Courtesy Photos / Bob Armstrong 
Male harlequins earn their name with their patchwork colors.

Courtesy Photos / Bob Armstrong Male harlequins earn their name with their patchwork colors.

On the Trails: The colorful world of harlequins

On a cold, windy day in late November, I wandered out to Point Louisa. A strong, cold north wind had a mixed gang of scoters and goldeneyes clustered in the lee of the point. Right along the edge of the protected shore, some harlequin ducks were pottering about in the shoreline rocks. We often see such groups hanging out near rocky points.

The scientific name for harlequin ducks is Histrionicus histrionicus, from the Latin word ‘histrio’, meaning ‘actor’. In the Italian commedia dell’arte of the 16th century, that word got expanded to mean specifically a certain kind of actor, who initially was something of a joker or trickster or mischief-maker, but became a high-spirited, clever servant, dressed in a patchwork of colorful fabrics. The bright patchwork of color on male harlequin ducks probably earned them that name.

Etymological note: Despite the similarities, the origin of that name is not to be confused with the old Greek word ‘hystrix’, meaning porcupine, nor with the Greek word ‘hystera’, meaning uterus (thus leading to words such as hysteria, originally used as a term for a supposed neurotic disease of females, imagining that it was caused by uterine troubles. Later, the term was expanded to refer to anyone’s excessive, uncontrolled emotions). Furthermore, the nickname for this duck is ‘harley’, but that’s not to be confused with a certain kind of motorcycle.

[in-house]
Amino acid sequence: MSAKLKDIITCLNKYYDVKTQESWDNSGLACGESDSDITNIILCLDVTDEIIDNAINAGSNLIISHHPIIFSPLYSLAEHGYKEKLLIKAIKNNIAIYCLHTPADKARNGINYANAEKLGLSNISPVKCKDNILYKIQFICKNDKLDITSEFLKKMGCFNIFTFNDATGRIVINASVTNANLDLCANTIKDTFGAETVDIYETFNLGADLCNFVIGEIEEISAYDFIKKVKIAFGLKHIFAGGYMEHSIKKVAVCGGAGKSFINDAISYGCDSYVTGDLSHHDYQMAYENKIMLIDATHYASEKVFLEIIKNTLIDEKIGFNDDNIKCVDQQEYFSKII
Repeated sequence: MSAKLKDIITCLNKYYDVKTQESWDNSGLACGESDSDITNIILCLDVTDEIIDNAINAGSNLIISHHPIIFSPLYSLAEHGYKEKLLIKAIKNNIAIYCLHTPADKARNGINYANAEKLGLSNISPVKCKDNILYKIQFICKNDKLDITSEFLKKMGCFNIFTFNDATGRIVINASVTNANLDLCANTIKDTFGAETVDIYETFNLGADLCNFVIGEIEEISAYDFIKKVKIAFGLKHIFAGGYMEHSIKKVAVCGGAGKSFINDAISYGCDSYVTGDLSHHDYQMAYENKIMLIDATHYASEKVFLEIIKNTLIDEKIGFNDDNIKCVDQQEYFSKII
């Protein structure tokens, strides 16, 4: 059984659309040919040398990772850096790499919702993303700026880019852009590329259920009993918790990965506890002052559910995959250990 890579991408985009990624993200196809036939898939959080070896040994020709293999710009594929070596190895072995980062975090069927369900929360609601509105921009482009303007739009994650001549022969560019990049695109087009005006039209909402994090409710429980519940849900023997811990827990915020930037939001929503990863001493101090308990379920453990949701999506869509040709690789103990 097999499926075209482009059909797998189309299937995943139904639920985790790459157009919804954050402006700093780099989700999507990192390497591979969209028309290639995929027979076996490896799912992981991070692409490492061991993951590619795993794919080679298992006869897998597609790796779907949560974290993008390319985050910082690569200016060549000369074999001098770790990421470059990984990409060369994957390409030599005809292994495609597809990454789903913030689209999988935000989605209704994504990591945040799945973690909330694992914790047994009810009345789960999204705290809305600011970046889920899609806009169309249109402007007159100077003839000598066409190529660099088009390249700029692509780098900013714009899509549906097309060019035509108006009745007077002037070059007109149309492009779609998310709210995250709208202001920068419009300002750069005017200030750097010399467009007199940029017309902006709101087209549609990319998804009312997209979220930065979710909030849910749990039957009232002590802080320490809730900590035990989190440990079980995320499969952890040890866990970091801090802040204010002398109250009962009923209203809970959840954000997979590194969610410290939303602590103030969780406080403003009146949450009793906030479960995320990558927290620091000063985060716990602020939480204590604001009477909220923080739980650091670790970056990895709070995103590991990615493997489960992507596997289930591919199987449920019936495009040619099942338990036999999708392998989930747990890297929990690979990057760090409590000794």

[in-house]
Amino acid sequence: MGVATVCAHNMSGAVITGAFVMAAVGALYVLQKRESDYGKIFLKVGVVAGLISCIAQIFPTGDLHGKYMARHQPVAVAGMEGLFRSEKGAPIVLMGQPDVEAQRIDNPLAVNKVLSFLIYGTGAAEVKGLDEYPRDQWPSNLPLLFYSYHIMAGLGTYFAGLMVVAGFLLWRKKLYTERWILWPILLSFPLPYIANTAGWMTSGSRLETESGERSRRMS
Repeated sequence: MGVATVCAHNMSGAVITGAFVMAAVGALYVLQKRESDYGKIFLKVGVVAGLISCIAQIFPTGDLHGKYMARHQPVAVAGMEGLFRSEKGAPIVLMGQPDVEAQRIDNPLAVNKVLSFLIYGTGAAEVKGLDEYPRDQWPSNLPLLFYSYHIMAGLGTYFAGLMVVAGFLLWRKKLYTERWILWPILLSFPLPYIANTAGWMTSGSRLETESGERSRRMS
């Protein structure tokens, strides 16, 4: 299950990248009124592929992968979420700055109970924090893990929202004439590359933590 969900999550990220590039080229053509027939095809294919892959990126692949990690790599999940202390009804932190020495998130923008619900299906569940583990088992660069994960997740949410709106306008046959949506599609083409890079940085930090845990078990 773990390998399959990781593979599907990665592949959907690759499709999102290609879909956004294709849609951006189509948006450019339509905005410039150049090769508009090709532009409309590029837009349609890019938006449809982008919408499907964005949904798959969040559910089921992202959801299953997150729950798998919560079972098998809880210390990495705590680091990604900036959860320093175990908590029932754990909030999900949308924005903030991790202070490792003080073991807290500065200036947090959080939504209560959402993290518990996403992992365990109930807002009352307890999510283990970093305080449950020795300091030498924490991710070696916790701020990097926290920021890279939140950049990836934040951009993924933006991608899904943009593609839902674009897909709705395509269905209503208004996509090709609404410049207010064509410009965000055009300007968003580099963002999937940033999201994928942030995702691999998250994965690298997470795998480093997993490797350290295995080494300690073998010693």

A female harlequin accompanies a chick downstream on the way to the sea.

A female harlequin accompanies a chick downstream on the way to the sea.

We most often see harlequins near salt water shores, where they commonly forage. They eat all sorts of intertidal and subtidal invertebrates — crabs, amphipods, periwinkles, mussels, chitons, barnacles, and so on. They commonly pick small prey items from rocks or gravel. The bill must have lots of touch sensors, so they can detect kinds of prey and precise locations for grabbing them. Sometimes they feed from a position on the surface, poking the head under the water or tipping the whole body with the head down. Sometimes they paddle their feet to disturb bottom sediments and grab prey from the resulting muddy plume. And they often make shallow dives, usually of less than half a minute in duration. Sometimes they feed on fish roe; herring spawn is a favorite in some places.

Harlequins have a wide distribution, nesting in Iceland, southern Greenland, the east coast of Canada, eastern Siberia, and northwestern North America. Breeding is not restricted to coastal areas; inland mountains offer good nesting habitats along whitewater creeks and rivers (and in some cases, the birds then may migrate to salt water for the winter). They are very adept at swimming in rough water and strong currents.

These ducks commonly keep the same mate every year; long-term monogamy is the rule, if both members of the pair use the same wintering area. Established pairs don’t engage in elaborate courtship rituals; the association is one of mate-guarding usually by males but sometimes also by females. However, divorces and extra-pair copulations are said to be rare. New pairs are formed by mate-less individuals in winter, when the birds are on salt water.